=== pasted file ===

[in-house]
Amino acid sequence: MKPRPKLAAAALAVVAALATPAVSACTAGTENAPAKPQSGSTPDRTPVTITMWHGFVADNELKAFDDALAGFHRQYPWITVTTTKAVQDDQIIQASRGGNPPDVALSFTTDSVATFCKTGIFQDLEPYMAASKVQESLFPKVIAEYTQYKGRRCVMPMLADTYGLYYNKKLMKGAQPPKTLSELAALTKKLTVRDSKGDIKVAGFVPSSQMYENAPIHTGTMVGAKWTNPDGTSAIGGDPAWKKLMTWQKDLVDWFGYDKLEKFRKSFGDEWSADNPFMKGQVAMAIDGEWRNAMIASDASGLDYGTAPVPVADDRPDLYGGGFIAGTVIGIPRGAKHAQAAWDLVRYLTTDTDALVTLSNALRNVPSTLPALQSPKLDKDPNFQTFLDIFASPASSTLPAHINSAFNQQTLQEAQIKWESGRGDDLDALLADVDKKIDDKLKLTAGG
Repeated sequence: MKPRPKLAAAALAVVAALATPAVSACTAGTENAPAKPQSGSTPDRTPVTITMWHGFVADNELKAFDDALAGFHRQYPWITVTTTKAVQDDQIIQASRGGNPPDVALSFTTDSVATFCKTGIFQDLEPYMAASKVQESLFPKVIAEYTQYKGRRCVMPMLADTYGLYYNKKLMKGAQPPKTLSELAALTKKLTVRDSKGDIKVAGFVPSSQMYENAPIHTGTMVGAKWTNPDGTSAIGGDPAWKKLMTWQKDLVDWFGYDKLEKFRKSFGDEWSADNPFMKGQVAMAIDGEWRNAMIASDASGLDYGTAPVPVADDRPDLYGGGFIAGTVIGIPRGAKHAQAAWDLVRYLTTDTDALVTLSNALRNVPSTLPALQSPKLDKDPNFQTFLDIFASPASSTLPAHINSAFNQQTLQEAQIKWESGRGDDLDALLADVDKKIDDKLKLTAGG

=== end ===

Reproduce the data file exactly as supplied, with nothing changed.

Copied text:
[in-house]
Amino acid sequence: MKPRPKLAAAALAVVAALATPAVSACTAGTENAPAKPQSGSTPDRTPVTITMWHGFVADNELKAFDDALAGFHRQYPWITVTTTKAVQDDQIIQASRGGNPPDVALSFTTDSVATFCKTGIFQDLEPYMAASKVQESLFPKVIAEYTQYKGRRCVMPMLADTYGLYYNKKLMKGAQPPKTLSELAALTKKLTVRDSKGDIKVAGFVPSSQMYENAPIHTGTMVGAKWTNPDGTSAIGGDPAWKKLMTWQKDLVDWFGYDKLEKFRKSFGDEWSADNPFMKGQVAMAIDGEWRNAMIASDASGLDYGTAPVPVADDRPDLYGGGFIAGTVIGIPRGAKHAQAAWDLVRYLTTDTDALVTLSNALRNVPSTLPALQSPKLDKDPNFQTFLDIFASPASSTLPAHINSAFNQQTLQEAQIKWESGRGDDLDALLADVDKKIDDKLKLTAGG
Repeated sequence: MKPRPKLAAAALAVVAALATPAVSACTAGTENAPAKPQSGSTPDRTPVTITMWHGFVADNELKAFDDALAGFHRQYPWITVTTTKAVQDDQIIQASRGGNPPDVALSFTTDSVATFCKTGIFQDLEPYMAASKVQESLFPKVIAEYTQYKGRRCVMPMLADTYGLYYNKKLMKGAQPPKTLSELAALTKKLTVRDSKGDIKVAGFVPSSQMYENAPIHTGTMVGAKWTNPDGTSAIGGDPAWKKLMTWQKDLVDWFGYDKLEKFRKSFGDEWSADNPFMKGQVAMAIDGEWRNAMIASDASGLDYGTAPVPVADDRPDLYGGGFIAGTVIGIPRGAKHAQAAWDLVRYLTTDTDALVTLSNALRNVPSTLPALQSPKLDKDPNFQTFLDIFASPASSTLPAHINSAFNQQTLQEAQIKWESGRGDDLDALLADVDKKIDDKLKLTAGG